History made as Coventry and Warwickshire's millionth covid vaccine is given at Rugby's Locke House site

Staff and volunteers broke into applause when the jab was delivered

Dr Byrd administers the jab to Shan.
Dr Byrd administers the jab to Shan.

History was made today when Coventry and Warwickshire's millionth covid vaccination was delivered at Rugby's Locke House vaccination centre.

50-year-old Shan, who has lived in Sri Lanka and France and now resides in Rugby, was the millionth recipient.

The father-of-two said: "This will be my second dose and it will be a huge relief to know that I'm safe and I'm helping to keep others safe.

Some of the hard-working volunteers, headed by centre manager Gita, stood at the front.


"This is something we all need to do to make sure we are protecting each other."

Centre manager Gita Natarajan and clinical lead Dr Norman Byrd have worked tirelessly since the centre opened last year - with the centre so far vaccinating almost 70,000 Rugbeians.

And they both attribute much of the centre's success to the efforts of the more than 120 volunteers - which Gita estimates have clocked up 180,000 working hours between them.

Norman said: "Things really could not have gone better, and much of that is because the volunteers. What they have achieved is truly phenomenal.


"Gita has also been brilliant, we couldn't have done this without her."

Staff and volunteers looked on as the jab was administered to Shan, breaking into applause once it had been done.

Amid the huge centre's success, both Gita and Norman expressed concern over vaccine hesitancy, particularly in younger people.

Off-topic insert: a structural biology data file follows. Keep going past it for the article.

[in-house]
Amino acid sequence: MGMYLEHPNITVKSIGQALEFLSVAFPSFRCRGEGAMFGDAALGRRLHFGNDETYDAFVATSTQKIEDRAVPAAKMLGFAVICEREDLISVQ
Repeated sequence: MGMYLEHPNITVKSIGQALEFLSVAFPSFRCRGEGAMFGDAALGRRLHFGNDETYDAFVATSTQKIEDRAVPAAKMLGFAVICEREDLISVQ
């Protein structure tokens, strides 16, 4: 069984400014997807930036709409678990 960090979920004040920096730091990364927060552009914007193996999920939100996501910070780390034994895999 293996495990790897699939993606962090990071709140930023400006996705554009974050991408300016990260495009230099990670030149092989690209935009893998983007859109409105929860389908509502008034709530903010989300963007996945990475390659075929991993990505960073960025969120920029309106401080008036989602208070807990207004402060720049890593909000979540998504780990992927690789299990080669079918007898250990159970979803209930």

Addressing young people, Norman said: "If you are getting your information from reputable sources - including the NHS website - you can make an informed decision.


"If you are getting your information from Facebook and other less reputable places there is no way you can know what to do.

"It's true that younger people are less likely to become seriously ill with covid-19 - but hospitals across the country have been treating young, healthy people who have become dangerously ill with it.

"But it's also about protecting other people who are far more vulnerable, and if you are getting vaccinated you are doing that.

"The only way we can return to normality is by continuing to follow the guidelines and by being vaccinated - the vaccinations are key."


Gita also explained that there is an issue with vaccine hesitancy among black and ethnic minority communities - adding that she hoped members of those communities would be inspired by Shan's example to come forward and book a vaccination.

From next month the centre will begin phase two of its operation, whereby it will begin vaccinating Rugbeians under 50.

Dr Byrd said that when this happens things will change slightly - with booking then having to be done through the central system.